I think I'm getting old, because I keep forgetting important things. I'll forget my phone or my wallet or my shoes or keys before I leave my apartment. I'll forget to do the laundry or to go to the grocery store. I blame this not only on increased age, but on the intellectual rot of post-college life.
Troubling as this is, it basically gives me free entertainment. I'll forget that the Magic are trying to placate Dwight Howard by trading Brandon Bass for the crappier and more expensive Glen "Big Baby" Davis, but then I'll look at the Magic roster, remember that they're letting Dwight run their team so he won't opt out of his contract, and laugh a little. I'll forget about this for a few days, and the whole process will repeat itself. Hilarious as the Magic's stumbling personnel decisions are, the best examples of this are from the two LA teams, however.
The Clippers have two great point guards on their team: Chris Paul (Point Guard Jesus) and Chauncey Billups (Point Guard John the Baptist....? Maybe? Not really). For a while it looked like everyone had forgotten that the Clippers (suspiciously) claimed Billups off of waivers last week, because despite his declaration of war against any and all parties who might claim him, nobody in the media seemed to ask Chauncey about being on the Clippers (first as the presumed starter, and then as the presumed starting 2-guard). So it's good news (for Chauncey and the Clippers) that he's suddenly excited about his new role.
I never forgot about the Billups "situation," but I did forget that the Clips have another point guard on their roster: Mo Williams. This amuses me greatly. I laugh every time I see that. I forgot he was in the league last year. I'm serious: I really thought he was in China or something.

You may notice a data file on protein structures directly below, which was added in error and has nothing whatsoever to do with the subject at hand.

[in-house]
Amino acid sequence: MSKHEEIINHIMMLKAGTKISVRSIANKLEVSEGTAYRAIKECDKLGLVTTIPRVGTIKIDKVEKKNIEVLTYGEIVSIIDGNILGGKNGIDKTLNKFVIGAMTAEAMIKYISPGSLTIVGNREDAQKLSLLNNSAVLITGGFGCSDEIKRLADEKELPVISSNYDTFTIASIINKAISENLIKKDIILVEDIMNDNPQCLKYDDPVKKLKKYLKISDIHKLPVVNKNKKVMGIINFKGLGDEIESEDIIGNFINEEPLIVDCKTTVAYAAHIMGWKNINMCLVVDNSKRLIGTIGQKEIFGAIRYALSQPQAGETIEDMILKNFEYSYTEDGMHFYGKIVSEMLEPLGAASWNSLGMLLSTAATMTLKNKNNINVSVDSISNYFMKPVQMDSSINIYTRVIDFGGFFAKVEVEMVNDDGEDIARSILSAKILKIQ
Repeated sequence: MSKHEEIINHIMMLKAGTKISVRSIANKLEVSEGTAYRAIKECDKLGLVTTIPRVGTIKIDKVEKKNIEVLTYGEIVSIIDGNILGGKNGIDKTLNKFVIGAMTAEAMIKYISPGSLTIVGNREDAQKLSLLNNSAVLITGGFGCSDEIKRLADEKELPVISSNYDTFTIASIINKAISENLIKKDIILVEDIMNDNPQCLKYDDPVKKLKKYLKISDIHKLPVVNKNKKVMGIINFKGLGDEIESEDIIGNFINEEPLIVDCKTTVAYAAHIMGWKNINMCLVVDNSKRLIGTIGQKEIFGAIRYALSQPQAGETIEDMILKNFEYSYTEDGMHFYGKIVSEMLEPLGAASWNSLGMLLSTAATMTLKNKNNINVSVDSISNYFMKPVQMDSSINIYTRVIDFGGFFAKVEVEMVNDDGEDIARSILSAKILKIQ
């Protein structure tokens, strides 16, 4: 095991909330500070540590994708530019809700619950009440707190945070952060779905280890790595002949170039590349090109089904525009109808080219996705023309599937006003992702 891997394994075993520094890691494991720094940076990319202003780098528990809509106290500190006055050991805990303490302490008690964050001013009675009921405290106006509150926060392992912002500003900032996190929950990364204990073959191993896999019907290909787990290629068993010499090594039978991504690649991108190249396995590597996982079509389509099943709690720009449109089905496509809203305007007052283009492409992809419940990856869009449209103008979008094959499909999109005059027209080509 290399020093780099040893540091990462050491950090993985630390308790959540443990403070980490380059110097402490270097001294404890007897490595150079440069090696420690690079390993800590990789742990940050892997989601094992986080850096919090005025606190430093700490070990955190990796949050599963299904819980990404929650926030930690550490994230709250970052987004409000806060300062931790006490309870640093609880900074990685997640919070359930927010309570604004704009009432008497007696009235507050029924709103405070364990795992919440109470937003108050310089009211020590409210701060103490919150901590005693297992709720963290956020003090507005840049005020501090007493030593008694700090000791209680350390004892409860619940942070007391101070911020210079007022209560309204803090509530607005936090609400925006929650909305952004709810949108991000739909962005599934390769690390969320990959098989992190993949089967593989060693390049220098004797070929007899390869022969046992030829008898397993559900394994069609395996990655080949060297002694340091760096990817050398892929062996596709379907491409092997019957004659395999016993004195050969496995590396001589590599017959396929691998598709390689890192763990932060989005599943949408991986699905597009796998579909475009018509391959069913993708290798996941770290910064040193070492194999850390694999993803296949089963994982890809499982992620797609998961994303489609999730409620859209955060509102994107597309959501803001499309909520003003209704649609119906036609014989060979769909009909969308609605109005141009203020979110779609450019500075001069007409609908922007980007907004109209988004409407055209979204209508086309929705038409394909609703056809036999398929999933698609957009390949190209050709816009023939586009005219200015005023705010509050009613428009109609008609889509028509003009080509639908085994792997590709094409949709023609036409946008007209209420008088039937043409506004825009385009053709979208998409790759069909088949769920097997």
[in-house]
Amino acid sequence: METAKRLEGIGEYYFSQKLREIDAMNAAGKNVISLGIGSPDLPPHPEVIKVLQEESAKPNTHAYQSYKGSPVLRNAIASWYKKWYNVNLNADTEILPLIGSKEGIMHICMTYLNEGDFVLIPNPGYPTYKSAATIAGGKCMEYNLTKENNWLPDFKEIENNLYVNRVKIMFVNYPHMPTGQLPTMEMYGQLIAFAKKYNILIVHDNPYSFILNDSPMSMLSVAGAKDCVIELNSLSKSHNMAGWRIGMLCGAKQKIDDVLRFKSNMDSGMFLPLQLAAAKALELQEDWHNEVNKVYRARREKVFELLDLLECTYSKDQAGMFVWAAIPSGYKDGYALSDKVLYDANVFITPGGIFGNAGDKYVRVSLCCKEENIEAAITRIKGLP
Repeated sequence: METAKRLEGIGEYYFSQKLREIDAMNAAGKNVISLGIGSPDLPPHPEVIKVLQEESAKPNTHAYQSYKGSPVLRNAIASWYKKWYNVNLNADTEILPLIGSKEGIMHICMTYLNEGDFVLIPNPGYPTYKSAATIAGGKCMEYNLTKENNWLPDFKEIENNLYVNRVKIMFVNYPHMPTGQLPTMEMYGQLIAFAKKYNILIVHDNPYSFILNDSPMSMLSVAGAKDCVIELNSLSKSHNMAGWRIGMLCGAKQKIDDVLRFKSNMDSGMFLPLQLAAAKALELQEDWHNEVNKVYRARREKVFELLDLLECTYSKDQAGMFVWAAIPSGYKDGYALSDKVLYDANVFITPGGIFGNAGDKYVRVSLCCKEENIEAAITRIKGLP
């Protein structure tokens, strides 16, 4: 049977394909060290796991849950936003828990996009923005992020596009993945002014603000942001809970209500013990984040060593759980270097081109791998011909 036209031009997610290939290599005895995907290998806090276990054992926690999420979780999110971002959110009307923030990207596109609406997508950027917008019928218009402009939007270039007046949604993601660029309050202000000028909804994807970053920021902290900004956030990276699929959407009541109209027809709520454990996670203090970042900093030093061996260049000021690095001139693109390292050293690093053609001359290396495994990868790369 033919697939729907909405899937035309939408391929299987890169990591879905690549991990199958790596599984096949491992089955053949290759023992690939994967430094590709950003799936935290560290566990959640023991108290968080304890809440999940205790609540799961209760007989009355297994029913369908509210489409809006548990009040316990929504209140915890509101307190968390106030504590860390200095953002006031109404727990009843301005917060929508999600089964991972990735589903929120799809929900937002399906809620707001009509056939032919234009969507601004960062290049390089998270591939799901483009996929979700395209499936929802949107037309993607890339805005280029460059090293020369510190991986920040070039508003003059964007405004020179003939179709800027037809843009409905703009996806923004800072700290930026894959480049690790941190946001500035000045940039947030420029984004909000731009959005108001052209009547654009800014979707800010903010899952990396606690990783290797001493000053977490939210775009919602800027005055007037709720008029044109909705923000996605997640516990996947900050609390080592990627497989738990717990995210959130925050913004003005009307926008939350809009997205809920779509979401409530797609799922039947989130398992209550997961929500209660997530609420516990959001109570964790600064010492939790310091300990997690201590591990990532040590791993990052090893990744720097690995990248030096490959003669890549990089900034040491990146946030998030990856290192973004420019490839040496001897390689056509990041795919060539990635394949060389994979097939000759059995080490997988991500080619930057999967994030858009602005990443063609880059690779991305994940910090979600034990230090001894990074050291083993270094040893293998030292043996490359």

There was a time when he was quietly pretty-good-to-excellent, but if any particular player lost out when Lebron left for Miami, it was Mo. He went from being the starting point guard on a perpetual contender, to (unfortunately) the face of the Cavaliers' franchise, to traded for Baron Davis's corpse, to the third-string point guard on a team that might be a real contender. All that in the space of about eighteen months. Most horrifying for him, he has managed to erase himself from my short-term memory, and is the source of a small chuckle every time I do remember him.
Mo is a small tragicomedy, but the Lakers have moved into post-Shaq levels of ridiculousness. They traded Odom for cap space (or something), their fourth-best player is now Metta World Peace, and because Stephen A Smith made some off-hand comments to Lakers fans on his radio show, the rumor that Kobe Bryant requested a trade swirled around the intertubes a few days ago. But that's not even the best part. I keep forgetting about the best part, and you probably did, too:
Mike Brown is coaching the Lakers! Mike Brown, the guy who had the best player in the world but designed one of its most boring and stultifying offenses, is now coaching a veteran team that has operated in the triangle offense since forever. The "rational" part of me says, "Oh, Mike Brown isn't that bad. He ran some excellent teams around what was essentially Lebron James, some rebounders and some spot-up shooters for five years." The "irrational" part of me -- the part that knows that regardless of "facts" there is some basic chaotic force to the universe that makes for wonderful and bizarre situations -- says, "Holy crap! Mike Brown! Kobe is going to stab him by March!"